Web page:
In Malaysia’s general election this week, the political contest at the state level in Penang will see many multi-cornered fights. Hence, while Penang is always considered ‘safe’ for the opposition coalition, there are challenges not only from BN, but also from other local issues.
PENANG STATE is widely regarded as a safe deposit for the opposition coalition Pakatan Harapan (PH). Of the 13 federal seats in Penang, 10 were won by the now-defunct Pakatan Rakyat (PR) coalition. The Democratic Action Party (DAP) won seven of these. The DAP also holds 19 out of the 40 state assembly seats in Penang, with its coalition partner Parti Keadilan Rakyat (PKR) steered by Anwar Ibrahim controlling another 10.
Only two parliamentary seats (Bukit Mertajam and Tanjong) will see a one-on-one contest between PH and Barisan Nasional (BN), while only one state assembly seat (Penaga) will have a straight fight between the BN linchpin, United Malays National Organisation (UMNO), and the Islamist opposition Pan-Malaysian Islamic Party (PAS). Penaga was slated for a three-cornered contest until the candidate from Parti Pribumi Bersatu Malaysia’s (Bersatu) was disqualified on nomination day. Bersatu (also known as PPBM) is part of PH led by former premier Mahathir Mohamad. PH does not, however, include PAS.
Malay-Dominant Constituencies: The Three-cornered Contest
In Malay-dominant constituencies, where the Malay community is more than 60% of the total population, there will be an intense battle between UMNO, PH, and PAS. The marginal parliamentary seat of Balik Pulau is one to watch. In 2008, PKR won the seat against UMNO with just 50.2% of the vote. In 2013, UMNO regained the seat from PKR with just 51.1% of the vote.
UMNO’s candidate Hilmi Yahya was a former deputy health minister with an established presence in Balik Pulau. He was also the Member of Parliament (MP) for the seat in 2004. The fact that he is originally from Balik Pulau also made him more appealing to his constituents. What is more, since PAS severed ties with its former opposition coalition partners, it is expected to split the votes that may have otherwise gone to PKR. These factors have forced PKR into a double disadvantage in Balik Pulau.
In mainland Penang, the parliamentary seat Tasek Gelugor will see a battle between UMNO, PAS, and Bersatu. Unlike the situation in Balik Pulau, the multi-cornered fight in Tasek Gelugor might not be advantageous to UMNO. In 2013, UMNO candidate Shabudin Yahaya won 50.8% of the vote against PAS (44.5%) – with a difference of only 3, 042 votes.
Bersatu is expected to leverage on its association with Dr Mahathir to attract UMNO supporters to the opposition. What is more, the fact that Bersatu is operating within PH should enable it to win the overwhelming majority of the Chinese vote, who make up roughly 15% of voters in Tasek Gelugor.
The Chinese community had previously voted for PAS for similar reasons, but will likely hand their vote to Bersatu this time round. Bersatu should theoretically split the vote with UMNO and PAS, though it is difficult to accurately predict how the party will perform since GE14 is the party’s first election.
Chinese-Dominant Constituencies: Old and New Parties
Newer parties such as the Malaysian United Party (MU), the Penang Front Party (PFP), the revived Party Rakyat Malaysia (PRM), and Parti Cinta Negara are mainly contesting in Chinese majority seats. This is because they are Chinese-dominant parties. Historically, Penang’s Chinese community has voted along party lines, rather than for the candidate per se. It thus remains uncertain, and indeed unlikely, that they will vote for a new party which they are not familiar with.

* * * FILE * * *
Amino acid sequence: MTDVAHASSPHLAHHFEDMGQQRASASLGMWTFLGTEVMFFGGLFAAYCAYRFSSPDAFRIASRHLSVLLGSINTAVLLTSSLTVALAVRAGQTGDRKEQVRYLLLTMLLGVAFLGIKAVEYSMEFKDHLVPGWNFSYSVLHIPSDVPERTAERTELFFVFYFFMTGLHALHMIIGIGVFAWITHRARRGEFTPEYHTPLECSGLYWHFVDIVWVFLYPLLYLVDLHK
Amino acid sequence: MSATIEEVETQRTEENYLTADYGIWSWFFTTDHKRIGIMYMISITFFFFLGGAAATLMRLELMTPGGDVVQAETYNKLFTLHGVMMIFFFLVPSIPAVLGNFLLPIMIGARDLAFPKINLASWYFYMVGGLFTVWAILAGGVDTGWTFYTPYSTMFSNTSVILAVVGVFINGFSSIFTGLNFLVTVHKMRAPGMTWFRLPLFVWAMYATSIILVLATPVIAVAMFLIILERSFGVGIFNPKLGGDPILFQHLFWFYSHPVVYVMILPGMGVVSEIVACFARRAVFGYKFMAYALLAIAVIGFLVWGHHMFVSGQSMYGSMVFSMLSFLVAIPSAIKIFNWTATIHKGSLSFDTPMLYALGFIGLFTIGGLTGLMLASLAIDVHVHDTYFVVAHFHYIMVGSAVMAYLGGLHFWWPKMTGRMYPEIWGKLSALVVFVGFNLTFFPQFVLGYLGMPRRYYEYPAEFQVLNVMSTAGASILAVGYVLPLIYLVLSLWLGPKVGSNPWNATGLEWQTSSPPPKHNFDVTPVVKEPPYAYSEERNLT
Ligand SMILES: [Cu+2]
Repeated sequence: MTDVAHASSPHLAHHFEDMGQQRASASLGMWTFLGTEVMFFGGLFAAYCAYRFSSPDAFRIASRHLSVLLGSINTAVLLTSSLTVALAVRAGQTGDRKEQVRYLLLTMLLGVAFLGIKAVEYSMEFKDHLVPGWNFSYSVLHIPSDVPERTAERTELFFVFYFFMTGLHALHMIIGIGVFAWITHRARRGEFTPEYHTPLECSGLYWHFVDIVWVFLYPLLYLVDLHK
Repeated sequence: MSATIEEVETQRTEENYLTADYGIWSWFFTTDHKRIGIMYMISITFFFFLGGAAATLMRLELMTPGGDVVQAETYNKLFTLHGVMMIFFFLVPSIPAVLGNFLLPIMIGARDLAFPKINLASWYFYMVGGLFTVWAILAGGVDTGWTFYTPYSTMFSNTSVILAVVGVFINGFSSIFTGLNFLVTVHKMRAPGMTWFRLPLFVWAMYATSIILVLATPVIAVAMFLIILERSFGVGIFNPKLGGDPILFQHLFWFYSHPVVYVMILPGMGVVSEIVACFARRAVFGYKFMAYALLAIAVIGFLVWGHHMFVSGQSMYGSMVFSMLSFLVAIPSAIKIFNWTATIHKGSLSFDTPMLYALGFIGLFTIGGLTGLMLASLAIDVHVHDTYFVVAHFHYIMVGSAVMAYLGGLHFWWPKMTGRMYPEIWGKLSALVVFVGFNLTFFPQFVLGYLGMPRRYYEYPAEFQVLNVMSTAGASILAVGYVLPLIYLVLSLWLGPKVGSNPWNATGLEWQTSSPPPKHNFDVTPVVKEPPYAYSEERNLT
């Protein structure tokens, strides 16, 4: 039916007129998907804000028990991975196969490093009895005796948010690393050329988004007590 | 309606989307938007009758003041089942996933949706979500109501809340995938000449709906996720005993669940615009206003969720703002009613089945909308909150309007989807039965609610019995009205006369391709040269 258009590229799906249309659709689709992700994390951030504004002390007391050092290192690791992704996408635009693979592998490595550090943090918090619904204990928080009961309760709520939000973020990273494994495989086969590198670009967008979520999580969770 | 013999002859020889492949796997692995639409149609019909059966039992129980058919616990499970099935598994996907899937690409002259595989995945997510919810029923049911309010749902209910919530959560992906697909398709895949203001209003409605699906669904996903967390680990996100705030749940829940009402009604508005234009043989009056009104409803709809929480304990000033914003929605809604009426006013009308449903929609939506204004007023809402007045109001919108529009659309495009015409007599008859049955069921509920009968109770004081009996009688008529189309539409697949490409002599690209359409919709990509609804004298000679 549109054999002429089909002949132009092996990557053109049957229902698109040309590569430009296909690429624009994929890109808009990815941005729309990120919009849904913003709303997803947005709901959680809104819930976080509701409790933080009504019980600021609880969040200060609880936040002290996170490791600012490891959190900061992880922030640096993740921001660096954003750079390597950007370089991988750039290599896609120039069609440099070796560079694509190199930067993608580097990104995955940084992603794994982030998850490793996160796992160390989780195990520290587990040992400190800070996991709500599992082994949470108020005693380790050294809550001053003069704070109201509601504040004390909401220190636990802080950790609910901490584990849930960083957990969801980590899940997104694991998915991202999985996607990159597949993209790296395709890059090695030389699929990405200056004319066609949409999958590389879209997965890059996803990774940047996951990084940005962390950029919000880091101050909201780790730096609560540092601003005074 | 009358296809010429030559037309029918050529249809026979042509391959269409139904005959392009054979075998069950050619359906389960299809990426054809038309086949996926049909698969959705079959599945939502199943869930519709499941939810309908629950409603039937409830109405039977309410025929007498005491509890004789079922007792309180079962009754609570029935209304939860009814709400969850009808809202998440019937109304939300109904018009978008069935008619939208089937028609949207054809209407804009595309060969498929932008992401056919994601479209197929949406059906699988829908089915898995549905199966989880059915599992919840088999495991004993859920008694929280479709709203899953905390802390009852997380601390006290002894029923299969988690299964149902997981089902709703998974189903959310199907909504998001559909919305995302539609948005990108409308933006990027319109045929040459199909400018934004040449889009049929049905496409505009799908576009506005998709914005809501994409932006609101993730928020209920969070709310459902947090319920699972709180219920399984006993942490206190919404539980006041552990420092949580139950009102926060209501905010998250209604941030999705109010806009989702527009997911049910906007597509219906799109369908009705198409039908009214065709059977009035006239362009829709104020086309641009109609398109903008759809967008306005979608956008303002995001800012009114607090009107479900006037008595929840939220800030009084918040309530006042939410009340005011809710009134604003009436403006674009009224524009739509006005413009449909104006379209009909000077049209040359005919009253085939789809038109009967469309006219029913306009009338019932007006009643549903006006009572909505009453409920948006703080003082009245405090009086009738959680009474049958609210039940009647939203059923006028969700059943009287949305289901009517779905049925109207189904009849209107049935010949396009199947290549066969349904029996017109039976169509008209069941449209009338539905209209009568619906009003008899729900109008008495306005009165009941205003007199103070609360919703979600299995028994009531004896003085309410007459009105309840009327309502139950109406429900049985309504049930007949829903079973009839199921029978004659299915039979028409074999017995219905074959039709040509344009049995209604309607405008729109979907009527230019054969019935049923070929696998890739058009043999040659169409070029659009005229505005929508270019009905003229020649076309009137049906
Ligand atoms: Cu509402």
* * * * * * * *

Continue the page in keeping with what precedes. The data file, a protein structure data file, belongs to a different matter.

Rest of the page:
Nevertheless, at the state level, dark horse candidates may give established parties a run for their money. In the Sungai Pinang state seat, there will be a tight contest between six candidates: five from PAS, BN, PH, Parti Sosialis Malaysia (PSM), and MU, as well as one independent candidate. PSM’s candidate, Teh Yee Cheu is a popular environmental activist. He previously contested in the Tanjong Bunga state seat under the DAP banner and had won 65.8% of the vote. He left DAP in October 2017.
The PH’s candidate for Sungai Pinang is the incumbent Lim Siew Khim. She won the seat with 60.5% in 2013. The fact that she will be running against a former colleague as well as four other candidates creates significant uncertainty over how the popular vote will be split in GE14.
Additionally, the emergence of new parties such as MU should not be neglected. MU will be contesting in four parliamentary seats and 20 state seats in GE14. The party has been operating in Penang since 2016. It has a presence in Kebun Bunga, Padang Kota, Dato Keramat, Air Itam, and Tanjung, and it has focused on engaging in social work with the community.
The impact this may have on the ability of PH candidates to define their seats should not be underestimated. Their grassroots activities not only create sufficient party awareness, but also build their credibility as a viable alternative. That said, the extent of MU’s popularity is difficult to gauge because it has shied away from media attention.
Although PH is largely expected to retain Penang, the multi-cornered contests in the state have increased the uncertainty of PH’s goal to take over the federal government. While Penang will likely remain a ‘safe deposit’ state, the plethora of multi-cornered contests are a reflection of the broader challenges the opposition faces to attain this goal across Malaysia.
About the Author
Chan Xin Ying is a Research Analyst with the Malaysia Programme at the S. Rajaratnam School of International Studies (RSIS) of Nanyang Technological University (NTU), Singapore. This is part of an RSIS Series on the 14th Malaysian General Election.
Commentaries / Country and Region Studies / South Asia / Southeast Asia and ASEAN
Last updated on 19/09/2018